Sunday, August 7, 2011

China demands U.S. 'live within its means'

By David Pierson
Chinese investor reacts as world markets tumble

China, the largest foreign holder of U.S. federal debt, blamed "short-sighted political wrangling in Washington" for creating the current financial morass that now threatens to undermine the global economy.

"China, the largest creditor of the world's sole superpower, has every right now to demand the United States to address its structural debt problems and ensure the safety of China's dollar assets," the commentary said.

"If no substantial cuts were made to the U.S. gigantic military expenditure and bloated social welfare costs, the downgrade would prove to be only a prelude to more devastating credit rating cuts, which will further roil the global financial markets all along the way," it continued.

China has regularly voiced concern about its dollar investments, most recently Wednesday when the governor of the country's central bank urged the U.S. to avoid a default and cut its deficit.

In addition to holding about $1.2 trillion in treasuries, an estimated two-thirds of China's $3.2 trillion in foreign exchange reserves is estimated to be in dollars.

Standard & Poor's downgrading was the first in U.S. history and echoed downgrades issued by a little-known Chinese credit rating agency that has been dismissed by some China watchers as politically motivated.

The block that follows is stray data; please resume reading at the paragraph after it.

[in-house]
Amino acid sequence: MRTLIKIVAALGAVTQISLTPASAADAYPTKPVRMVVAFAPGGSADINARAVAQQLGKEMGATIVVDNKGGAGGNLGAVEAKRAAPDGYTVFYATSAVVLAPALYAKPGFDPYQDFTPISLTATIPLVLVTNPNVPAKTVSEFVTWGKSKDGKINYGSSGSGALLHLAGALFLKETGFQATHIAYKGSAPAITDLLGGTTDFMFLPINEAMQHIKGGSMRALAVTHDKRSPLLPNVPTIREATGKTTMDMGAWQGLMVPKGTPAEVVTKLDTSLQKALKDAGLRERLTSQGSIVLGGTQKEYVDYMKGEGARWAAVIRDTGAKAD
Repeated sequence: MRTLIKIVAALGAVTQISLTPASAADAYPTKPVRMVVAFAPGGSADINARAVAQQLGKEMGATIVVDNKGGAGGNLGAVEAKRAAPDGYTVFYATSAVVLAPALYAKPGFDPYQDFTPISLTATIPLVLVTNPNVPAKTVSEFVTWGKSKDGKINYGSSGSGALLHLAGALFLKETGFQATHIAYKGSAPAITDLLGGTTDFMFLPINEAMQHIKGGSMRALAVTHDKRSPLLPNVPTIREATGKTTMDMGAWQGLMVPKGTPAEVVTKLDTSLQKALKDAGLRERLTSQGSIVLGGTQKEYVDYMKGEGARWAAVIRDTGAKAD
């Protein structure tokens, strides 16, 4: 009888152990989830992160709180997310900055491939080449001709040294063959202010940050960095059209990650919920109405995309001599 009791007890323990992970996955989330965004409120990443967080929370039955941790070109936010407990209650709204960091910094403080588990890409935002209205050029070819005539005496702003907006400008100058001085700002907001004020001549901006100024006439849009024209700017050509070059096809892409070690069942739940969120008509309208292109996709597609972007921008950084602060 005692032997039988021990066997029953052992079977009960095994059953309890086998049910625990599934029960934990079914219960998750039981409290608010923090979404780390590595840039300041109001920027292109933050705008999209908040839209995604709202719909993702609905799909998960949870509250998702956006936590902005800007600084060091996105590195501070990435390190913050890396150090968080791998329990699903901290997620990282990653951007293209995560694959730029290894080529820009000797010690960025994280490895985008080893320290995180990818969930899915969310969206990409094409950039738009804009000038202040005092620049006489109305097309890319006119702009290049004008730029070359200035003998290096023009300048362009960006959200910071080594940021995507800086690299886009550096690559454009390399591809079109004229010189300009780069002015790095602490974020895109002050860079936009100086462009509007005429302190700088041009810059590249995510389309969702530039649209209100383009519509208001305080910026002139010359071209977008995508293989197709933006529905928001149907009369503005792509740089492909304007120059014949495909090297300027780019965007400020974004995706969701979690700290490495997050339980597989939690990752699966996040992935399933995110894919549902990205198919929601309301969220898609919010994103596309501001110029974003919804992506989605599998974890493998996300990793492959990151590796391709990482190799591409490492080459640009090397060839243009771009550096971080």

The Dagong Global Credit Rating Co. twice lowered its rating for the U.S., most recently Wednesday when it said defects in the U.S. political structure stood in the way of solving the country's debt problems.

"Dagong Global, a fledgling Chinese rating agency, degraded the U.S. treasury bonds late last year, yet its move was met then with a sense of arrogance and cynicism from some Western commentators" the New China News Agency's Saturday editorial said. "Now S&P has proved what its Chinese counterpart has done is nothing but telling the global investors the ugly truth."

Jin Canrong, dean of international relations at China's Renmin University, said Beijing is especially fearful of another global recession because leaders have exhausted stimulus measures to blunt the effects of the 2008 financial crisis.

"A second recession would be a nightmare for China," Jin said.

Massive credit expansion since 2008 has led to the country's highest rate of inflation in three years -- fueling a national property bubble and potentially sowing the seeds of social instability.

China's heavy reliance on U.S. debt and the dollar is largely self-induced because of its decision to shun market forces and control the value of its currency to keep Chinese exports competitively cheap.

China's central bank must jettison trillions of incoming foreign exchange to ensure the yuan remains low. For the most part, U.S. treasuries represent the only destination large enough to accommodate China's holdings. Officials have periodically pledged to diversify China's reserves, but few alternatives exist.

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